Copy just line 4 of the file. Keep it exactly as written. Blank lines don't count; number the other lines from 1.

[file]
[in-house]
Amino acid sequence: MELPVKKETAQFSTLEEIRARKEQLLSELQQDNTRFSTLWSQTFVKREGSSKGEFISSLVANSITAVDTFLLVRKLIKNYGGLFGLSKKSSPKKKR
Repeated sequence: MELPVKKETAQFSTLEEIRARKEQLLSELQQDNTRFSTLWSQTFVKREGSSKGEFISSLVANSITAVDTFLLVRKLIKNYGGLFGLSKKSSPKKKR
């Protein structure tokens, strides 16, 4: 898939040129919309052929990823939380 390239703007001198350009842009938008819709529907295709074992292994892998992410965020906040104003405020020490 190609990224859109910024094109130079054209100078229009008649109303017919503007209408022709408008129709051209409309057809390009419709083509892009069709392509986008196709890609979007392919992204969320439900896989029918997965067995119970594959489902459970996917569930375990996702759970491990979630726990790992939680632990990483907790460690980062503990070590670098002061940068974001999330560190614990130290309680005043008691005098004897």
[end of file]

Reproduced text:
């Protein structure tokens, strides 16, 4: 898939040129919309052929990823939380 390239703007001198350009842009938008819709529907295709074992292994892998992410965020906040104003405020020490 190609990224859109910024094109130079054209100078229009008649109303017919503007209408022709408008129709051209409309057809390009419709083509892009069709392509986008196709890609979007392919992204969320439900896989029918997965067995119970594959489902459970996917569930375990996702759970491990979630726990790992939680632990990483907790460690980062503990070590670098002061940068974001999330560190614990130290309680005043008691005098004897």